A lot more is concerned with how the idea that the Bible is inerrant leads to various strange scientific beliefs, which are put above the observed reality – plus the remarkably solid peer-reviewed support for the various mechanisms of evolution (as the book points out, the creationists and ID supporters tend to attack “Darwinism”, an approximation to the 100+ year old idea of evolution, rather than modern scientific detail), compared with the almost non-existent academic science in “creation science” and intelligent design.
Anyone with a real interest in the subject who has heard a little about intelligent design, which sounds quite rational when described by one of its supporters, will find this is a valuable tool for understanding what is really happening, and the difference between science and the attempts to attack science. I ought to stress this isn’t an anti-religious book like Dawkins’ The God Delusion, which we haven’t reviewed as it’s technically theology rather than science. Most Christians would find nothing in here to be uncomfortable with. Instead they would have a better understanding of why some of their fellow Christians mistakenly attack one of the most elegant and effective theories in science.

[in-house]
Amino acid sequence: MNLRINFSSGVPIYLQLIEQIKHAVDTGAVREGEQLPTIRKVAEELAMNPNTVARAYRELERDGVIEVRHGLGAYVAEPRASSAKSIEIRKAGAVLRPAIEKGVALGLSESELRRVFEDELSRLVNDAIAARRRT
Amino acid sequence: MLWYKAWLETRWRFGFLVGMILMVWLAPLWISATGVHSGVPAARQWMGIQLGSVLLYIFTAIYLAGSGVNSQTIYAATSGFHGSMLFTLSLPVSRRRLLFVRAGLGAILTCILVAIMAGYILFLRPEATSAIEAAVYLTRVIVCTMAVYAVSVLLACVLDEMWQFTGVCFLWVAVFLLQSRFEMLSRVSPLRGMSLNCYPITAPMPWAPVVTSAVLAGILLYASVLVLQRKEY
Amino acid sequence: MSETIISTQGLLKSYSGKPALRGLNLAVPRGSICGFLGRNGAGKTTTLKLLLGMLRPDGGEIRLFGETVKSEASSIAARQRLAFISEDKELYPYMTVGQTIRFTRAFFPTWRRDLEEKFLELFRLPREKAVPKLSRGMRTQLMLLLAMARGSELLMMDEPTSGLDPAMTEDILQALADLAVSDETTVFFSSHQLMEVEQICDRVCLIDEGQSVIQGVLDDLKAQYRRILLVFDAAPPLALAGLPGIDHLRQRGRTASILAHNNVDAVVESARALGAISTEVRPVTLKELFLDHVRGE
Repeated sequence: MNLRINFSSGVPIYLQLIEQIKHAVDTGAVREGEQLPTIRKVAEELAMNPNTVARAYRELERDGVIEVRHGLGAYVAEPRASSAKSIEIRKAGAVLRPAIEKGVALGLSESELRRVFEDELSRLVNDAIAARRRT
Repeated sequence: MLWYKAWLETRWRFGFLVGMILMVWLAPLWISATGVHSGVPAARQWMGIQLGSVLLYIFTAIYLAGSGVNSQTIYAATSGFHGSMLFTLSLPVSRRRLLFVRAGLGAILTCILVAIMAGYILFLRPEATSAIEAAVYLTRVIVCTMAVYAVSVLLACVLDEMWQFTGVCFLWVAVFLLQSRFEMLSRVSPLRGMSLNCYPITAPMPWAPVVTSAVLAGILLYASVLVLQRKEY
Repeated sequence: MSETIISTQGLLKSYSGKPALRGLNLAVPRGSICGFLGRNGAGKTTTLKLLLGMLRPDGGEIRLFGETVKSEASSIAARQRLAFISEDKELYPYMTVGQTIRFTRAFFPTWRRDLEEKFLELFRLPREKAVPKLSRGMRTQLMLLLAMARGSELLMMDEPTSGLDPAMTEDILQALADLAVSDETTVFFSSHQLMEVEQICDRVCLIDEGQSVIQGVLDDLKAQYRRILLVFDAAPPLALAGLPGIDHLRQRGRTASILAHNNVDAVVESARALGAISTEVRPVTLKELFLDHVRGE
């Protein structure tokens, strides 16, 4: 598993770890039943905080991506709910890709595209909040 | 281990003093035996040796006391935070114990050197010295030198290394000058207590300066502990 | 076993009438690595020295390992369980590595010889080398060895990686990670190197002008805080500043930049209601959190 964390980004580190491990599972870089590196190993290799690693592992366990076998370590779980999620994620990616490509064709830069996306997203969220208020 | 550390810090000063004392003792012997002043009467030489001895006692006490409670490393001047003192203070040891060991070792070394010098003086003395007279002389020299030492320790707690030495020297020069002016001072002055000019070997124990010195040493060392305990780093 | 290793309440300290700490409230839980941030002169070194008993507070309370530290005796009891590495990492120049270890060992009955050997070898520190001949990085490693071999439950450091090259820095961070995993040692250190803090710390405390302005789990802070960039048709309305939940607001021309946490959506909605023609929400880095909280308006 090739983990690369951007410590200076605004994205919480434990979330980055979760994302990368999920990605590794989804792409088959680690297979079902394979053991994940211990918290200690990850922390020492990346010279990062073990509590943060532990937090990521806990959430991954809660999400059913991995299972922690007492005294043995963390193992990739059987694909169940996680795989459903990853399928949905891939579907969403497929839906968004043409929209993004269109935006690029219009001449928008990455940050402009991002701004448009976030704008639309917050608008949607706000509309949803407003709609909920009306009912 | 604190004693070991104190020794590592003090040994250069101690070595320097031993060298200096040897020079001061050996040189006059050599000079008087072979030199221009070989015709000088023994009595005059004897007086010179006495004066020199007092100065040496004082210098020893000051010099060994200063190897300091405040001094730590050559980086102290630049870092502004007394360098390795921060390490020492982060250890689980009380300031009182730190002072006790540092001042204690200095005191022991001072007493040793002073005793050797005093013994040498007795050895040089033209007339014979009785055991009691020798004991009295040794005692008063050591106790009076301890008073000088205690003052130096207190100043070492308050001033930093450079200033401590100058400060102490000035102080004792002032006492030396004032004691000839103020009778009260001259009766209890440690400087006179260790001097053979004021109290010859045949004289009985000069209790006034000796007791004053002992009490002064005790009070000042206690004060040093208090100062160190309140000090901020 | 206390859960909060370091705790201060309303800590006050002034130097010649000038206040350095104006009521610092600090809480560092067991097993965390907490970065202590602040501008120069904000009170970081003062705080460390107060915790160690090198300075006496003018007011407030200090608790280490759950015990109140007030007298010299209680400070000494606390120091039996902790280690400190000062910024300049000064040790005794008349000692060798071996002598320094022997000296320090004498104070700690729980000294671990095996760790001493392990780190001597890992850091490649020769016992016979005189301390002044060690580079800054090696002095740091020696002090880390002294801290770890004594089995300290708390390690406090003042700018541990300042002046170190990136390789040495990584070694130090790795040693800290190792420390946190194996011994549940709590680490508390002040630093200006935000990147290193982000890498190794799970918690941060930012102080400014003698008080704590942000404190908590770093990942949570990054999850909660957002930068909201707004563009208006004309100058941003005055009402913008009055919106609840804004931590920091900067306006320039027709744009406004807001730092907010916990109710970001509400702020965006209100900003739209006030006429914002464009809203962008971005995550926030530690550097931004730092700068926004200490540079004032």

It's rare that a straightforward biology book (with a fair amount of palaeontology thrown in) really grabs my attention, but this one did. Liam Drew really piles in the surprising facts (often surprising to him too) and draws us a wonderful picture of the various aspects of mammals that make them different from other animals.
More on this in a moment, but I ought to mention the introduction, as you have to get past it to get to the rest, and it might put you off. I'm not sure why many books have an introduction - they often just get in the way of the writing, and this one seemed to go on for ever. So bear with it before you get to the good stuff, starting with the strange puzzle of why some mammals have external testes.
It seems bizarre to have such an important thing for passing on the genes so precariously posed - and it's not that they have to be, as it's not the case with all mammals. Drew mixes his own attempts to think through this intriguing issue with the histor…